The Acts of King Arthur and his Noble Knights by John Steinbeck. Review by R.S. Gibson
"Boileau said that Kings, Gods and Heroes only were fit subjects for literature. The writer can only write about what he admires. Present-day kings aren't very inspiring, the gods are on a vacation and about the only heroes left are the scientists and the poor." — John Steinbeck
The first book which John Steinbeck read and fell in love was Sir Thomas Mallory's Le Morte De Arthur. In later life Steinbeck would write to his literary agent that he was convinced that the Arthurian myth contained important universal truths and symbols.
In the Acts of King Arthur and his Noble Knights it was his intention to bring Mallory’s great work to the attention of an audience who may have been disinclined to struggle through the antiquated language of the original text. However John Steinbeck was determined that his version of the legend would deal respectfully with "stately rhythms" of Mallory’s original. Steinbeck's Acts was to be a full blooded and uncompromising edition of the Tales of Camelot; these tales were not to be simplified or bowdlerized.
Over a three-year period Steinbeck extensively researched the available manuscripts of Le Morte de Arthur and any relevant documents related to it. He also consulted with prominent academics in England and Europe. Finally, he set to work on what the author hoped would be the capstone on his literary career. Sadly, at the time of his death the work was incomplete only 293 unedited pages, which were published posthumously by Steinbeck’s literary agent along with their correspondence on the subject.
What the reader gets in the volume are seven pieces of prose covering the period of the myth up to Lancelot and Gawaine's realization of their feelings for each other. Although foretold by Merlin and doomed by Arthur's terrible sins there is no fall of Camelot here and no death of the King.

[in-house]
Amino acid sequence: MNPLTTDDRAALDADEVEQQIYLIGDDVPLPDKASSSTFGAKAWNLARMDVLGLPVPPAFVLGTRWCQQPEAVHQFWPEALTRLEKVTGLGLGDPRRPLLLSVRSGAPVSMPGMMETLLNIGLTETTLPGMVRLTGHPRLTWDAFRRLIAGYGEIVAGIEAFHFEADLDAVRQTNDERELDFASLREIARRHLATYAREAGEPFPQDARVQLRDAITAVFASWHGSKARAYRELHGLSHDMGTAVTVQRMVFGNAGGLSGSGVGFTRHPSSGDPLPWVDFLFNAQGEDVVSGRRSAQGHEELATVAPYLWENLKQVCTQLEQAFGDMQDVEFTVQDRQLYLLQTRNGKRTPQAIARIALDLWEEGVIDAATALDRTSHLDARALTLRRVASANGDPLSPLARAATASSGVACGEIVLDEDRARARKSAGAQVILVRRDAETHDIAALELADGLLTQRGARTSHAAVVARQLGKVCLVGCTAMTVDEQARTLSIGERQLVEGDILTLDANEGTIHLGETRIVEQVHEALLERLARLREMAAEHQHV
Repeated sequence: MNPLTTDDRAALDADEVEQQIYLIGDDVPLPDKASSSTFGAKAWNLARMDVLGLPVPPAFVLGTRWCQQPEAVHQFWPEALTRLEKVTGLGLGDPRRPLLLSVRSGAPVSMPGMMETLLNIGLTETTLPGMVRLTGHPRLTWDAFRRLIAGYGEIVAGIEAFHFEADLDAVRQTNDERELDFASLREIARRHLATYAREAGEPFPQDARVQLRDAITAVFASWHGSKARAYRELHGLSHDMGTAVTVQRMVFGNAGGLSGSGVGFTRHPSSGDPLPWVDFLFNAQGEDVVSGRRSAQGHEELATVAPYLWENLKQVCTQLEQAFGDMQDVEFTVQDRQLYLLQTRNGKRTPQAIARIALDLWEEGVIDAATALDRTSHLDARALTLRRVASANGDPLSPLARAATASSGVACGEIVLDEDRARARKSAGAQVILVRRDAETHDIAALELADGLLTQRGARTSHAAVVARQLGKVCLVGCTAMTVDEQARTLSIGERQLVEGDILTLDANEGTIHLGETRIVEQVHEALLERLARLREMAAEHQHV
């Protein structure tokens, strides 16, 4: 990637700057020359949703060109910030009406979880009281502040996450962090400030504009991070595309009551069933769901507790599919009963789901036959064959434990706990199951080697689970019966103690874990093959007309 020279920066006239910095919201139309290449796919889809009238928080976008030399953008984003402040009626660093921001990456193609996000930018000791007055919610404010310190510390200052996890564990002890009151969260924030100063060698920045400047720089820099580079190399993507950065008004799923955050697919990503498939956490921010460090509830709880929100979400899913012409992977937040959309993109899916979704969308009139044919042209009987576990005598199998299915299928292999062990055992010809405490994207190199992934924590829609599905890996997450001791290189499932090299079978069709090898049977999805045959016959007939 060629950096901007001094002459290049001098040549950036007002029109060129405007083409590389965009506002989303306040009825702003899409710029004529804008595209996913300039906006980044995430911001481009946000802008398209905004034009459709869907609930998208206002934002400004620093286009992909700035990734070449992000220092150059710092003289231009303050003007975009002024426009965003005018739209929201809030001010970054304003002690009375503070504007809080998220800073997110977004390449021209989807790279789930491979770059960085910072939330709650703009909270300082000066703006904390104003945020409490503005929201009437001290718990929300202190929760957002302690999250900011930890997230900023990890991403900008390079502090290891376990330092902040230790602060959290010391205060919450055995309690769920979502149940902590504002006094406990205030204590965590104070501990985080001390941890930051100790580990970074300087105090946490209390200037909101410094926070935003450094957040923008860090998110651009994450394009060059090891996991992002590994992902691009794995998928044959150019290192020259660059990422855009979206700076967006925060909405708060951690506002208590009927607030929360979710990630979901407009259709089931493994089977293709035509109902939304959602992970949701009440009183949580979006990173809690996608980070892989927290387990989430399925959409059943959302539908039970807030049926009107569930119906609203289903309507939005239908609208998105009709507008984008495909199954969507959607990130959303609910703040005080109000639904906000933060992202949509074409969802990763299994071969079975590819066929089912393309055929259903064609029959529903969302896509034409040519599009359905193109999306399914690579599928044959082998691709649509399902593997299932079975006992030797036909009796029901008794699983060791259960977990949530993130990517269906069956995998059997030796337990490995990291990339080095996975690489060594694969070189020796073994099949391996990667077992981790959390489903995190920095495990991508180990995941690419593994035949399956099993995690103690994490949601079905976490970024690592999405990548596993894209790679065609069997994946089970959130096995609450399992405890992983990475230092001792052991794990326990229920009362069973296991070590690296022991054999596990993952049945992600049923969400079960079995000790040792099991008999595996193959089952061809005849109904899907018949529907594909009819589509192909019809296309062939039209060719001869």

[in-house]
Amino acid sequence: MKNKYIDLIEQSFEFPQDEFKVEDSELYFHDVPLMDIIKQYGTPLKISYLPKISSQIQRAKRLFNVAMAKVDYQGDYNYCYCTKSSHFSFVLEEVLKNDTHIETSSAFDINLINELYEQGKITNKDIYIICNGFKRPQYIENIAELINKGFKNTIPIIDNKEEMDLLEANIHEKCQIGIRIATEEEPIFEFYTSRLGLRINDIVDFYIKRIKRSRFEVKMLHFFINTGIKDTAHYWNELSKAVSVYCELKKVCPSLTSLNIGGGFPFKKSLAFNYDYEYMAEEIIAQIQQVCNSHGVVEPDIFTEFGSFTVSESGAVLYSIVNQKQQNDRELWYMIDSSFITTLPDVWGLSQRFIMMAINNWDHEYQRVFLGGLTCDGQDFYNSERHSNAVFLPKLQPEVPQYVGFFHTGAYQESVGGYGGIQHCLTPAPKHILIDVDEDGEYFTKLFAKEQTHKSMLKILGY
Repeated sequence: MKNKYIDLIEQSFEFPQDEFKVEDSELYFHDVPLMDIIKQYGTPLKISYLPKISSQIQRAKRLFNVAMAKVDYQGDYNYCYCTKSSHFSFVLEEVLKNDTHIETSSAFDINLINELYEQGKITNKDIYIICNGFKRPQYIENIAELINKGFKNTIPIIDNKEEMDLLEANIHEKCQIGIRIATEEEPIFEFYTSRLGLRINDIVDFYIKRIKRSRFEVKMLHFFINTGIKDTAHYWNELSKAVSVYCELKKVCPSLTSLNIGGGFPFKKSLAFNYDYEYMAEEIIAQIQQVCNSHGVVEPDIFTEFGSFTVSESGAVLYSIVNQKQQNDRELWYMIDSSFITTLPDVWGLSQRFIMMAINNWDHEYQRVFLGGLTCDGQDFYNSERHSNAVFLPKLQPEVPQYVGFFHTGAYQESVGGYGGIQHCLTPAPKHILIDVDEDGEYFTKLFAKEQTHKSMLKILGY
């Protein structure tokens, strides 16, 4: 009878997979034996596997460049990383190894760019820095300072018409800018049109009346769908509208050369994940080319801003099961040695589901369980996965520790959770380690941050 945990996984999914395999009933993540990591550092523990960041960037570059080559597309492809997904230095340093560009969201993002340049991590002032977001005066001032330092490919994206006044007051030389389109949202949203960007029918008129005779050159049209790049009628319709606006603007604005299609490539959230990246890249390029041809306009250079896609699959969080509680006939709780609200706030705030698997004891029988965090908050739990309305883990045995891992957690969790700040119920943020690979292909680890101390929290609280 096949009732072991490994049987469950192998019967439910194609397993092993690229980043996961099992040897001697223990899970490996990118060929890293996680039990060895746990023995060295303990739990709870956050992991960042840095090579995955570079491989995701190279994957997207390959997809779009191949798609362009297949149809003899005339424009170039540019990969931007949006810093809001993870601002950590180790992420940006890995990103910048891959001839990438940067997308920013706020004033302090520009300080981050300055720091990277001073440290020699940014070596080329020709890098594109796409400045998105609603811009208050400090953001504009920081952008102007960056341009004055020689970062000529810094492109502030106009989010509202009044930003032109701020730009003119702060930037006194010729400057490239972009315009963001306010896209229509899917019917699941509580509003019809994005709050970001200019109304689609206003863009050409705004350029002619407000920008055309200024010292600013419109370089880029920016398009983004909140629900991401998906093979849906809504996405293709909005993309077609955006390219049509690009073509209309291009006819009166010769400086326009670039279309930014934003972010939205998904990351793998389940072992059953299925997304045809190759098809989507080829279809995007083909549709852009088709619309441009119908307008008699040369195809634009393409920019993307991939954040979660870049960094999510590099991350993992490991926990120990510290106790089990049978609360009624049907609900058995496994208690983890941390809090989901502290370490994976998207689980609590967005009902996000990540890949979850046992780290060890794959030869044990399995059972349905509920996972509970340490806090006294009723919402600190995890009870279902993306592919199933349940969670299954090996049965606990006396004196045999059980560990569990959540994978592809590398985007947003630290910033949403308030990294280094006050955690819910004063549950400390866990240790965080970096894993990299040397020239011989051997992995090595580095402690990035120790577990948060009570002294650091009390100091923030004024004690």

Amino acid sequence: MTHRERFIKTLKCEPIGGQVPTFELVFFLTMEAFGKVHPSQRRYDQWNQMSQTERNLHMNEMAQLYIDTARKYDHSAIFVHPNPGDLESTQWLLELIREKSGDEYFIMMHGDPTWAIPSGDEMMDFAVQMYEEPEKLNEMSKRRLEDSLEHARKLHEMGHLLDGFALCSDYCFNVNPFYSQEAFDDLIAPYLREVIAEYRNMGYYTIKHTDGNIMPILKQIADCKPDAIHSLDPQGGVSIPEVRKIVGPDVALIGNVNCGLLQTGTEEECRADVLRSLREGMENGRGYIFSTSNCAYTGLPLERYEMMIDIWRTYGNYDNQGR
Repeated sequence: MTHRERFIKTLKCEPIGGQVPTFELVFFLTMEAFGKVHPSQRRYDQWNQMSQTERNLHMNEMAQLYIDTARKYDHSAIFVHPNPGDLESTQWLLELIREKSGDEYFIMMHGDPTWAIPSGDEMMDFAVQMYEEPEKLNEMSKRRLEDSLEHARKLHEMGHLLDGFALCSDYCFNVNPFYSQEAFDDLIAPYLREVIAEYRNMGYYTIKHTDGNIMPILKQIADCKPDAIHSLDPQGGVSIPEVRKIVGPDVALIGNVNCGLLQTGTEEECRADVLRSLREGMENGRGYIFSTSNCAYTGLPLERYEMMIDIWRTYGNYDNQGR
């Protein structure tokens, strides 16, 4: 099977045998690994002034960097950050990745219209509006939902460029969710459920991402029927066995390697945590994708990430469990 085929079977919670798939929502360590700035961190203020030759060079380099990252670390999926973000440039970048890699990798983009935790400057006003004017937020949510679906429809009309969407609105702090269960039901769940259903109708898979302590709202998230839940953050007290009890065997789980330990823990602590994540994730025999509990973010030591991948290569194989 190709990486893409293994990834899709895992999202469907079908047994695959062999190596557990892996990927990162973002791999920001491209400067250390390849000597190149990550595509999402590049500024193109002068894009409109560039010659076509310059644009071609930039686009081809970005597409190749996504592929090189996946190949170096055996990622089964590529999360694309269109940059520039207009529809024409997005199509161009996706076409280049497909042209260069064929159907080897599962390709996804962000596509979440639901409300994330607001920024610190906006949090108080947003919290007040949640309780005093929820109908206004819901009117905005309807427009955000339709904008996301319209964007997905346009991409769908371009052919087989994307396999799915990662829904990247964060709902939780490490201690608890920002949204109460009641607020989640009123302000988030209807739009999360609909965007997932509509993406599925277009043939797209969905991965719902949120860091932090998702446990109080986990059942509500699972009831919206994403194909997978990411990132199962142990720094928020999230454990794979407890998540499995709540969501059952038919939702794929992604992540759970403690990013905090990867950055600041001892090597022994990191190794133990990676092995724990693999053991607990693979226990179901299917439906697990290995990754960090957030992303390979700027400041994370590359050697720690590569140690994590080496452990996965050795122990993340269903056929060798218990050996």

The five shorter stories cover Merlin's education of Arthur and how Arthur became king, the tale of Balan Le Savage the knight of the two swords and the terrible curse he labored under. Also here are the stories of how "dark, and haughty" Morgan Le Fey necromancer and queen conspired to slay her brother and rule in his stead. The two longer tales tell of a typical year's questing by three very different knights of Arthur's fellowship and the last and longest piece in the book is (part of) the noble tale of Sir Lancelot of the Lake.
I very much enjoyed reading this book. Steinbeck's research really pays off here with a vividly painted land full of religious symbols, pagan myth and lots of passionate full-blooded characters. What I particularly enjoyed were the descriptive passages and the attention paid to the natural world surrounding the characters. Like other writers who have come to the Arthurian legend, John Steinbeck can't resist putting his own interpretation on things and the world he creates is obviously a fantastic never-never land where Celtic pagan figures and late medieval innovations are to be found peacefully co-existing. But this doesn't jar the readers' sense of belief which is a sign of a confident and accomplished writer.
R.S. Gibson works by day to support himself and his growing book collection. By night he dreams of a career in comics. He is a long time fan of alternative reality fiction.